When you’re done, reboot the SRM servers, the appliances and reconfigure the two sites again.

Happy days.

 

CloudPhysics, Log Analysis & Insights – The New Awesome

Now is a great time for log, performance and insight analysis in VMware.

VMware vCenter Log Insight has recently been updated to version 1.0.4 proving this application is going from strength to strength. If you’re looking for a way to capture the massive amount of data that emanates from your environment and turn it into something that makes sense then this is what you need, it really is a no-brainer. Check out the product information page for more of an overview and to download the trial. And you can’t go far wrong with checking out Sam McGeown’s guide to installing and configuring Log Insight over on DefinIT.

And then we have CloudPhysics. If, like me, you spend most of your day administering and tweaking your vSphere environment to get the best performance possible then this app is nothing short of godly. At a basic level CloudPhysics is a VM distributed via OVA that sits in your enviroment and quietly gathers data and sends it on to your dashboard which is hosted at https://app.cloudphysics.com/login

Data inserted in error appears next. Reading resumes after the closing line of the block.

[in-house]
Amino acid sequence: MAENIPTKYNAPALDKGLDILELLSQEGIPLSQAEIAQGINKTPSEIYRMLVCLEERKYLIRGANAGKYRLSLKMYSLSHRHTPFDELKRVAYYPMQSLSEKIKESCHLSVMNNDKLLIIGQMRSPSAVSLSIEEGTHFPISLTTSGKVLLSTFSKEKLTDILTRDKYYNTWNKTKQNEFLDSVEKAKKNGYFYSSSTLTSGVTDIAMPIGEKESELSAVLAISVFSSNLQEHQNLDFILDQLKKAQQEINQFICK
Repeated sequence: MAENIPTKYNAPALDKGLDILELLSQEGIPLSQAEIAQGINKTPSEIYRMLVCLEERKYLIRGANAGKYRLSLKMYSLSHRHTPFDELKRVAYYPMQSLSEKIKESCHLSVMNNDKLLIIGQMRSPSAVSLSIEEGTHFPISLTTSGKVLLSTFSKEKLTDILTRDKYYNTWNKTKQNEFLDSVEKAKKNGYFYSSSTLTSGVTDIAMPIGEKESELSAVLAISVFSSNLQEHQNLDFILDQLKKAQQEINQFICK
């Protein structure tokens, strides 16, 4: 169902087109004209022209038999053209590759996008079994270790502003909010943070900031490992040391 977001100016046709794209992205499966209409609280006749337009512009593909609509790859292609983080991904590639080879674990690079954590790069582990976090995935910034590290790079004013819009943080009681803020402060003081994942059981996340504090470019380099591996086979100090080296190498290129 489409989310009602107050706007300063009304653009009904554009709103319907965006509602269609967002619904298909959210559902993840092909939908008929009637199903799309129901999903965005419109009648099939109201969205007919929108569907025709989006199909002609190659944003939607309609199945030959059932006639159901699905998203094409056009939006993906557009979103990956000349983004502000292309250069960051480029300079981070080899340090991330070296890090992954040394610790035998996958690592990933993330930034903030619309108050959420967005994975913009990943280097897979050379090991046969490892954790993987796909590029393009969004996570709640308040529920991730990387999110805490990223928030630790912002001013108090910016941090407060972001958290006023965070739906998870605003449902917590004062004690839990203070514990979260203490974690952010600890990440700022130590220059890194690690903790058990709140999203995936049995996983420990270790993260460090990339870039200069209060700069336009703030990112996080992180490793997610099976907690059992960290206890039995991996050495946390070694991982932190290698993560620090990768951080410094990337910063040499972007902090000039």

After you install the Observer app and have created an account on the CloudPhysics site then you’ll need to let it poll for a small amount of time – probably the same amount of time it takes to drink a cup of coffee. Then you’ll be presented with a number of ‘cards’ displaying your parsed vSphere data.

CloudPhysics Cards
CloudPhysics Cards

You can also create your own cards using the handy card builder wizard, opening up massive potential for all sorts of data display. Probably the best aspect of the default layout is the Knowledge Base Advisor.

I won’t ruin the surprise but needless to say you should check it out.